With this being a new release there are a few changes to the old formula. The most notable is the ‘Star’ symbol which requires a flick of the analogue. The Technical Zone is another new addition whereby you have to maintain an uninterrupted combo within a time limit for bonus points. I’ve only come across a couple of issues with concerns to gameplay. The first is the new ‘Star’s that requires the use of the analogue. With the analogue having an obvious deadzone, during fast paced sections when symbols are flying everywhere, there can be the odd occasion when you have to be quick with the analogue. The controllers deadzone can, on occasion, cause a quick small jab during a fast section to not register. While by no means is it a game breaker, it is something to ensure you are aware of. The other is Delay. This game can have delay caused by your TV, which will in turn effect your gameplay. Luckily SEGA have included a delay option in the options menu for you to tweak to rid yourself of the TV delay. In all honestly I can’t really find fault with the gameplay, Its been superbly refined from previous PsP releases.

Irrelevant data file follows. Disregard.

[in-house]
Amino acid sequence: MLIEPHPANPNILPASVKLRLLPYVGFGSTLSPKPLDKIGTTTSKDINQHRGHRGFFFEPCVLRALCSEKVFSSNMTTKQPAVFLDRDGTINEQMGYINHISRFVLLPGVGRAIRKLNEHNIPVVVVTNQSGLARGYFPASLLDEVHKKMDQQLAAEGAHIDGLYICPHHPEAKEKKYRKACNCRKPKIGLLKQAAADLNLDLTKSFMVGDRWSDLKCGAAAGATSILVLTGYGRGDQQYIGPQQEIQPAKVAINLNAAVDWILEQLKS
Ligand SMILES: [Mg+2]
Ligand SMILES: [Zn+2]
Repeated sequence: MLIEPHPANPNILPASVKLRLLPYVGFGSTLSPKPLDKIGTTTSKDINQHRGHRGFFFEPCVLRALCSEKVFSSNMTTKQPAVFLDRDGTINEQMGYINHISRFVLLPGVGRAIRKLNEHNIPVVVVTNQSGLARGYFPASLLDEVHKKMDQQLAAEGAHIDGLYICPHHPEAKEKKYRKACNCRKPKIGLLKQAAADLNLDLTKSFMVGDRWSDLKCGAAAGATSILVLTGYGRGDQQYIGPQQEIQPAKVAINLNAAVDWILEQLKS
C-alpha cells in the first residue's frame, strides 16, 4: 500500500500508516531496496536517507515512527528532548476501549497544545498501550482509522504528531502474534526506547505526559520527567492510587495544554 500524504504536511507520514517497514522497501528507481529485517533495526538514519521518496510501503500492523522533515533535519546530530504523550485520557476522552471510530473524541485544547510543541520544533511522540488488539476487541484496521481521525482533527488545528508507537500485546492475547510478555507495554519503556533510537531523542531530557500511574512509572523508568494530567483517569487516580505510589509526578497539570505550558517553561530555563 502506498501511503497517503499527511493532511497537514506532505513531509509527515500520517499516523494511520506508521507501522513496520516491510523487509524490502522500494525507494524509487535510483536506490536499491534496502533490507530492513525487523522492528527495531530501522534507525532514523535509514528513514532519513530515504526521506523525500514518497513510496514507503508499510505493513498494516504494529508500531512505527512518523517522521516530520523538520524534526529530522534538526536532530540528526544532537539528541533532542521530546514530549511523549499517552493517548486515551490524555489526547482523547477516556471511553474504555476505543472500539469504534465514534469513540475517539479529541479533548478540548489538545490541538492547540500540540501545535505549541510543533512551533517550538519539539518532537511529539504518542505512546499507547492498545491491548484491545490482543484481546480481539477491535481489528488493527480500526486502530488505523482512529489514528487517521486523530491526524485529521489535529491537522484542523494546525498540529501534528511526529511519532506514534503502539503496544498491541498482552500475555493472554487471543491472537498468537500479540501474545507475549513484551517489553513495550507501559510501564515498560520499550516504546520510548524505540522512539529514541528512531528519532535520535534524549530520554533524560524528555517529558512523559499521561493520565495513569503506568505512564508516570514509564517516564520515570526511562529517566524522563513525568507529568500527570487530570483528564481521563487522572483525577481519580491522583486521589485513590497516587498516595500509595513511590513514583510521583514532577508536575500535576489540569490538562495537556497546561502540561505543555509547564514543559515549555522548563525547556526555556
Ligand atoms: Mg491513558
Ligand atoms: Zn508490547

What we have here is a superb rythmn game. There is no denying that fact. While people who have no interest in Vocaloids or rythmn games will probably give this game a miss regardless, any open-minded gamer out there looking to try something new could do a lot worse then to give Project Diva F a chance. There is the odd little niggle here n there, lack of online leaderboards probably the most glaring for a console release, but the gameplay has been refined to almost perfection so that anyone who endears themself to Project Diva F can have hours of enjoyment.. All in all, a superb entry in series! Did I mention it features Hatsune Miku!!??
Hatsune Miku: Project Diva F (PlayStation 3) - 9/10
- Fantastic visuals & audio
- Superbly refined gameplay
- Much to do outside of the rhythm gameplay
- Stereoscopic 3D
- No online leaderboards
- Editing your own PV’s can be fiddly
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Rocking the world of gaming since the Atari 2600, has now settled down to bask in the warmth of moe. Moe is life for a moe connoisseur.